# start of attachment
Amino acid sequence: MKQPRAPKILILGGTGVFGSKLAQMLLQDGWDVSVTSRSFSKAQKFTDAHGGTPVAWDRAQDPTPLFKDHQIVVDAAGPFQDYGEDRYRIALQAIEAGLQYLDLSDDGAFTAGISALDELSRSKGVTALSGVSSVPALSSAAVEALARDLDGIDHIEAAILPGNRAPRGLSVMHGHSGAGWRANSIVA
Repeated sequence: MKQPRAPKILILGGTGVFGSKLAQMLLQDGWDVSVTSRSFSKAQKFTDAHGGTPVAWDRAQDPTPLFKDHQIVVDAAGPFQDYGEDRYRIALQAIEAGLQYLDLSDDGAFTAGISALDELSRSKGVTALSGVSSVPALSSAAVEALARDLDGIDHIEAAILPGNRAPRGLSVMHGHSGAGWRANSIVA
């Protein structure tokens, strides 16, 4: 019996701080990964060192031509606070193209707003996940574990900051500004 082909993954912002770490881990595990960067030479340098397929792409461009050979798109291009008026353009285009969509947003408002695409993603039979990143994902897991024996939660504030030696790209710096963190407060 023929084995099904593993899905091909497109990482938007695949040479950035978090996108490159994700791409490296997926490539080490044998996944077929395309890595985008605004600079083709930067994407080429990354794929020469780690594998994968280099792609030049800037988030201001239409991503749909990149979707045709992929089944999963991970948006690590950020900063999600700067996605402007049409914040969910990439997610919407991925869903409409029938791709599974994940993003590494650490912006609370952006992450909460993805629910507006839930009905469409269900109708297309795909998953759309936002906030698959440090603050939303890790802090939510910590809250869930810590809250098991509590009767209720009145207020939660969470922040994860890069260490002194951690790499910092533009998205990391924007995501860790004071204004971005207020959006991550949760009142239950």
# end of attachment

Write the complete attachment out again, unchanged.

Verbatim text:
Amino acid sequence: MKQPRAPKILILGGTGVFGSKLAQMLLQDGWDVSVTSRSFSKAQKFTDAHGGTPVAWDRAQDPTPLFKDHQIVVDAAGPFQDYGEDRYRIALQAIEAGLQYLDLSDDGAFTAGISALDELSRSKGVTALSGVSSVPALSSAAVEALARDLDGIDHIEAAILPGNRAPRGLSVMHGHSGAGWRANSIVA
Repeated sequence: MKQPRAPKILILGGTGVFGSKLAQMLLQDGWDVSVTSRSFSKAQKFTDAHGGTPVAWDRAQDPTPLFKDHQIVVDAAGPFQDYGEDRYRIALQAIEAGLQYLDLSDDGAFTAGISALDELSRSKGVTALSGVSSVPALSSAAVEALARDLDGIDHIEAAILPGNRAPRGLSVMHGHSGAGWRANSIVA
């Protein structure tokens, strides 16, 4: 019996701080990964060192031509606070193209707003996940574990900051500004 082909993954912002770490881990595990960067030479340098397929792409461009050979798109291009008026353009285009969509947003408002695409993603039979990143994902897991024996939660504030030696790209710096963190407060 023929084995099904593993899905091909497109990482938007695949040479950035978090996108490159994700791409490296997926490539080490044998996944077929395309890595985008605004600079083709930067994407080429990354794929020469780690594998994968280099792609030049800037988030201001239409991503749909990149979707045709992929089944999963991970948006690590950020900063999600700067996605402007049409914040969910990439997610919407991925869903409409029938791709599974994940993003590494650490912006609370952006992450909460993805629910507006839930009905469409269900109708297309795909998953759309936002906030698959440090603050939303890790802090939510910590809250869930810590809250098991509590009767209720009145207020939660969470922040994860890069260490002194951690790499910092533009998205990391924007995501860790004071204004971005207020959006991550949760009142239950």